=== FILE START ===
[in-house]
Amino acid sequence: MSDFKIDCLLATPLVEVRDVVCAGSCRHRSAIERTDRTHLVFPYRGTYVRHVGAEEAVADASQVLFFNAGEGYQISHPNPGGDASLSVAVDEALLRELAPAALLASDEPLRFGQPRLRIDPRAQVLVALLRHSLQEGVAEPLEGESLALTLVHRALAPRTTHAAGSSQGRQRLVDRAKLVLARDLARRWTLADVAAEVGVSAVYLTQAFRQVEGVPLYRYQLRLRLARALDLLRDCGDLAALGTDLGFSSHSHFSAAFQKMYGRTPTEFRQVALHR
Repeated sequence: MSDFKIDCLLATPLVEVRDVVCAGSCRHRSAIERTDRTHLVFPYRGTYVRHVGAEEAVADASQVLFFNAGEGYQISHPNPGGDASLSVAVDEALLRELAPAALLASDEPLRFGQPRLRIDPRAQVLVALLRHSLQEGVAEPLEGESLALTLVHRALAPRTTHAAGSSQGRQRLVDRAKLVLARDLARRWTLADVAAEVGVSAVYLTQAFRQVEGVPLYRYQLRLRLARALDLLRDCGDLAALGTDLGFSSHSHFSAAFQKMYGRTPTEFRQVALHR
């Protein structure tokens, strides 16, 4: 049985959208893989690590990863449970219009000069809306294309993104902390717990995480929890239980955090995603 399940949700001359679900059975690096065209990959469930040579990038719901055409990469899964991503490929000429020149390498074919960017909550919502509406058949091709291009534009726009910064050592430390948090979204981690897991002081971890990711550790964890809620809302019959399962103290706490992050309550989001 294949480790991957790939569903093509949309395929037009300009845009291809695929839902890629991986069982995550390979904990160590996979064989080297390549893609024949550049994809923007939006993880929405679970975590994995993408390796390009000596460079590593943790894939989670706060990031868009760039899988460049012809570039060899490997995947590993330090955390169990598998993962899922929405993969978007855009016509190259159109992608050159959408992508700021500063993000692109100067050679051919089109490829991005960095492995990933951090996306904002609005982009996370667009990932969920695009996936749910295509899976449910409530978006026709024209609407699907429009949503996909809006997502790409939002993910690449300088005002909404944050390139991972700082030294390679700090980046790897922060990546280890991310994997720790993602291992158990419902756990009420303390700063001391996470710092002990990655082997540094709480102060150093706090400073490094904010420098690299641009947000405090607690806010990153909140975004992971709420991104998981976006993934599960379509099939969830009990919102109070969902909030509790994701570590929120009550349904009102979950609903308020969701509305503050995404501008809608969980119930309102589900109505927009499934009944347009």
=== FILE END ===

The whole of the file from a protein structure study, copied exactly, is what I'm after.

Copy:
[in-house]
Amino acid sequence: MSDFKIDCLLATPLVEVRDVVCAGSCRHRSAIERTDRTHLVFPYRGTYVRHVGAEEAVADASQVLFFNAGEGYQISHPNPGGDASLSVAVDEALLRELAPAALLASDEPLRFGQPRLRIDPRAQVLVALLRHSLQEGVAEPLEGESLALTLVHRALAPRTTHAAGSSQGRQRLVDRAKLVLARDLARRWTLADVAAEVGVSAVYLTQAFRQVEGVPLYRYQLRLRLARALDLLRDCGDLAALGTDLGFSSHSHFSAAFQKMYGRTPTEFRQVALHR
Repeated sequence: MSDFKIDCLLATPLVEVRDVVCAGSCRHRSAIERTDRTHLVFPYRGTYVRHVGAEEAVADASQVLFFNAGEGYQISHPNPGGDASLSVAVDEALLRELAPAALLASDEPLRFGQPRLRIDPRAQVLVALLRHSLQEGVAEPLEGESLALTLVHRALAPRTTHAAGSSQGRQRLVDRAKLVLARDLARRWTLADVAAEVGVSAVYLTQAFRQVEGVPLYRYQLRLRLARALDLLRDCGDLAALGTDLGFSSHSHFSAAFQKMYGRTPTEFRQVALHR
């Protein structure tokens, strides 16, 4: 049985959208893989690590990863449970219009000069809306294309993104902390717990995480929890239980955090995603 399940949700001359679900059975690096065209990959469930040579990038719901055409990469899964991503490929000429020149390498074919960017909550919502509406058949091709291009534009726009910064050592430390948090979204981690897991002081971890990711550790964890809620809302019959399962103290706490992050309550989001 294949480790991957790939569903093509949309395929037009300009845009291809695929839902890629991986069982995550390979904990160590996979064989080297390549893609024949550049994809923007939006993880929405679970975590994995993408390796390009000596460079590593943790894939989670706060990031868009760039899988460049012809570039060899490997995947590993330090955390169990598998993962899922929405993969978007855009016509190259159109992608050159959408992508700021500063993000692109100067050679051919089109490829991005960095492995990933951090996306904002609005982009996370667009990932969920695009996936749910295509899976449910409530978006026709024209609407699907429009949503996909809006997502790409939002993910690449300088005002909404944050390139991972700082030294390679700090980046790897922060990546280890991310994997720790993602291992158990419902756990009420303390700063001391996470710092002990990655082997540094709480102060150093706090400073490094904010420098690299641009947000405090607690806010990153909140975004992971709420991104998981976006993934599960379509099939969830009990919102109070969902909030509790994701570590929120009550349904009102979950609903308020969701509305503050995404501008809608969980119930309102589900109505927009499934009944347009």